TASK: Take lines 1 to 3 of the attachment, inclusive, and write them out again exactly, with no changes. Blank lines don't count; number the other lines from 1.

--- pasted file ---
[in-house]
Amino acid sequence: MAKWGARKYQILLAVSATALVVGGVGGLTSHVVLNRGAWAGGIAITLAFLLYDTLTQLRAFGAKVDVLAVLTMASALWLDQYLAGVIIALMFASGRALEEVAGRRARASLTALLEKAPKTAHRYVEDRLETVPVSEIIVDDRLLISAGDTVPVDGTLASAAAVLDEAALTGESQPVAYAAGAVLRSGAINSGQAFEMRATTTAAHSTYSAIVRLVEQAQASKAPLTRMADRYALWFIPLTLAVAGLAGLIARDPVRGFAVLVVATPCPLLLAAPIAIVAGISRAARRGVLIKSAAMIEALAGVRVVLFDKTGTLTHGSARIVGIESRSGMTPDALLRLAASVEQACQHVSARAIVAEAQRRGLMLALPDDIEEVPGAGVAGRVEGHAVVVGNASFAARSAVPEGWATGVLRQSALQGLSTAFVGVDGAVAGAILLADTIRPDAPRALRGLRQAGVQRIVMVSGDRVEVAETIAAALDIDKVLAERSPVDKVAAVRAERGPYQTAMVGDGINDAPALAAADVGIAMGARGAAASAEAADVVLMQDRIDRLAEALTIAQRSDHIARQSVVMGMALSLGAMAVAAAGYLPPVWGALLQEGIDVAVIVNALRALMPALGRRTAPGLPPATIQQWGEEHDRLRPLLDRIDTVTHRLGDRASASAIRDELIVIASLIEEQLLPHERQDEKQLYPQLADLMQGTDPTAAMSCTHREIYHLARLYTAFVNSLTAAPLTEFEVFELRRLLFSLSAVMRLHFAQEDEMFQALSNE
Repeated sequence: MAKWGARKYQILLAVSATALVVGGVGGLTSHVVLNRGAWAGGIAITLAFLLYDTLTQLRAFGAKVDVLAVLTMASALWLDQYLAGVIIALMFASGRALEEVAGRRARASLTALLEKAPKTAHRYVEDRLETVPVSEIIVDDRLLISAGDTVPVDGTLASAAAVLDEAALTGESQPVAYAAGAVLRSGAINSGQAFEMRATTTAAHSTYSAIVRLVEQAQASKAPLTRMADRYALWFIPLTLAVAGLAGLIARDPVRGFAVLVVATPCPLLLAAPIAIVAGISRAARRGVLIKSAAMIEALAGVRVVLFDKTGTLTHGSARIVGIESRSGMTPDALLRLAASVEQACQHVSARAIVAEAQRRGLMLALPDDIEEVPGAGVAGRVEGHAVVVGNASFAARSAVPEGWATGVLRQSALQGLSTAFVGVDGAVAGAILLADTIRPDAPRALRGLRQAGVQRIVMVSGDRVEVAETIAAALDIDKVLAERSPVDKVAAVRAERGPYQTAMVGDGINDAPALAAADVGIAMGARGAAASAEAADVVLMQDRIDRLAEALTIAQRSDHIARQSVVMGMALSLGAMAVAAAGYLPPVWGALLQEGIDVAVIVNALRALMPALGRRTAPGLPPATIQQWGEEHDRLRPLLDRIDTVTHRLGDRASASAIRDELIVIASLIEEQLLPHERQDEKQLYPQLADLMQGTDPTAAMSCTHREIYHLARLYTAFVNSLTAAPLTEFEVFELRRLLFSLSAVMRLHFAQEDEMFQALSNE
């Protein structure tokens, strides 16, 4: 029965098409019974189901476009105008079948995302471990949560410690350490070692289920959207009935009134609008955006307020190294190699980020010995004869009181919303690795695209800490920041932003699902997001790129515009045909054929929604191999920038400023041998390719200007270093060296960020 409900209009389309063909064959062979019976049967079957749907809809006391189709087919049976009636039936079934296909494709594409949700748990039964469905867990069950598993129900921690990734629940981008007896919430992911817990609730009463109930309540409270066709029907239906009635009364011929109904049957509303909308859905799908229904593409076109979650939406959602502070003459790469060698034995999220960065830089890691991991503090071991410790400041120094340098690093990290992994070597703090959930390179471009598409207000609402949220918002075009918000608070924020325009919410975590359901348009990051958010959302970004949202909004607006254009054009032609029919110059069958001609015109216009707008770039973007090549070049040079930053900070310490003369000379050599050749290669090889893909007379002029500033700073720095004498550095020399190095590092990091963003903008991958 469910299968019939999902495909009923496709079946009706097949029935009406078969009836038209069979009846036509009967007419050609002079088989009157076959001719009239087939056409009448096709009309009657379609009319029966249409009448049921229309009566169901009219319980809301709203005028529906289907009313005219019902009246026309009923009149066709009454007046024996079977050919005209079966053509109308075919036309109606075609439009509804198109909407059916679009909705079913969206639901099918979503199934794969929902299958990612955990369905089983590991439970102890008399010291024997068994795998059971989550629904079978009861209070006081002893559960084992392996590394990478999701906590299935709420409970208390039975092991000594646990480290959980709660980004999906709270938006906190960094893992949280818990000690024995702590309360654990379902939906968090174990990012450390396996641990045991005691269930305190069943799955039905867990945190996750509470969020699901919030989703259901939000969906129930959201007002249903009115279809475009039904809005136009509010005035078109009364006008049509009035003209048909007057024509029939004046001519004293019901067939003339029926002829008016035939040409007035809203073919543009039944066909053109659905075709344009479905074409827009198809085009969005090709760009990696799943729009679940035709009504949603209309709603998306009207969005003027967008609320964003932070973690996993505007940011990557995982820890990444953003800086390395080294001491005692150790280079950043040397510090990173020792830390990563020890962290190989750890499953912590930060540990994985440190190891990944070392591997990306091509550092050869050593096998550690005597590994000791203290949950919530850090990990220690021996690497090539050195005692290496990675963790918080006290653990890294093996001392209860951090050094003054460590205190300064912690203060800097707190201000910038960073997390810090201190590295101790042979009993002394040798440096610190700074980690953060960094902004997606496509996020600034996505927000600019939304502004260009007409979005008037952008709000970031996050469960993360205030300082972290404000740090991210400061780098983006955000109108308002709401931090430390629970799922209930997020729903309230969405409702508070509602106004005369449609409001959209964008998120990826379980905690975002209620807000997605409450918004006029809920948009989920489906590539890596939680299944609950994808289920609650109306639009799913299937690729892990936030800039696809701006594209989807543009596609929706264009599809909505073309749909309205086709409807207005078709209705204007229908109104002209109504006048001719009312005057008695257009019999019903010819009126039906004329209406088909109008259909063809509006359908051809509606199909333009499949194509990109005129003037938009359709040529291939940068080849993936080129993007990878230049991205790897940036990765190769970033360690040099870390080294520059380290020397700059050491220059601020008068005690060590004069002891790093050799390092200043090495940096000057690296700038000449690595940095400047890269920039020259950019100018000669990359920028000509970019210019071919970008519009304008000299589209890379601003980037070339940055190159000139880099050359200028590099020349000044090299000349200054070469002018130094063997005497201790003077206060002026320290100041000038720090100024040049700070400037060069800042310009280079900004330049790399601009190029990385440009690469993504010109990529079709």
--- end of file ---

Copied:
[in-house]
Amino acid sequence: MAKWGARKYQILLAVSATALVVGGVGGLTSHVVLNRGAWAGGIAITLAFLLYDTLTQLRAFGAKVDVLAVLTMASALWLDQYLAGVIIALMFASGRALEEVAGRRARASLTALLEKAPKTAHRYVEDRLETVPVSEIIVDDRLLISAGDTVPVDGTLASAAAVLDEAALTGESQPVAYAAGAVLRSGAINSGQAFEMRATTTAAHSTYSAIVRLVEQAQASKAPLTRMADRYALWFIPLTLAVAGLAGLIARDPVRGFAVLVVATPCPLLLAAPIAIVAGISRAARRGVLIKSAAMIEALAGVRVVLFDKTGTLTHGSARIVGIESRSGMTPDALLRLAASVEQACQHVSARAIVAEAQRRGLMLALPDDIEEVPGAGVAGRVEGHAVVVGNASFAARSAVPEGWATGVLRQSALQGLSTAFVGVDGAVAGAILLADTIRPDAPRALRGLRQAGVQRIVMVSGDRVEVAETIAAALDIDKVLAERSPVDKVAAVRAERGPYQTAMVGDGINDAPALAAADVGIAMGARGAAASAEAADVVLMQDRIDRLAEALTIAQRSDHIARQSVVMGMALSLGAMAVAAAGYLPPVWGALLQEGIDVAVIVNALRALMPALGRRTAPGLPPATIQQWGEEHDRLRPLLDRIDTVTHRLGDRASASAIRDELIVIASLIEEQLLPHERQDEKQLYPQLADLMQGTDPTAAMSCTHREIYHLARLYTAFVNSLTAAPLTEFEVFELRRLLFSLSAVMRLHFAQEDEMFQALSNE
Repeated sequence: MAKWGARKYQILLAVSATALVVGGVGGLTSHVVLNRGAWAGGIAITLAFLLYDTLTQLRAFGAKVDVLAVLTMASALWLDQYLAGVIIALMFASGRALEEVAGRRARASLTALLEKAPKTAHRYVEDRLETVPVSEIIVDDRLLISAGDTVPVDGTLASAAAVLDEAALTGESQPVAYAAGAVLRSGAINSGQAFEMRATTTAAHSTYSAIVRLVEQAQASKAPLTRMADRYALWFIPLTLAVAGLAGLIARDPVRGFAVLVVATPCPLLLAAPIAIVAGISRAARRGVLIKSAAMIEALAGVRVVLFDKTGTLTHGSARIVGIESRSGMTPDALLRLAASVEQACQHVSARAIVAEAQRRGLMLALPDDIEEVPGAGVAGRVEGHAVVVGNASFAARSAVPEGWATGVLRQSALQGLSTAFVGVDGAVAGAILLADTIRPDAPRALRGLRQAGVQRIVMVSGDRVEVAETIAAALDIDKVLAERSPVDKVAAVRAERGPYQTAMVGDGINDAPALAAADVGIAMGARGAAASAEAADVVLMQDRIDRLAEALTIAQRSDHIARQSVVMGMALSLGAMAVAAAGYLPPVWGALLQEGIDVAVIVNALRALMPALGRRTAPGLPPATIQQWGEEHDRLRPLLDRIDTVTHRLGDRASASAIRDELIVIASLIEEQLLPHERQDEKQLYPQLADLMQGTDPTAAMSCTHREIYHLARLYTAFVNSLTAAPLTEFEVFELRRLLFSLSAVMRLHFAQEDEMFQALSNE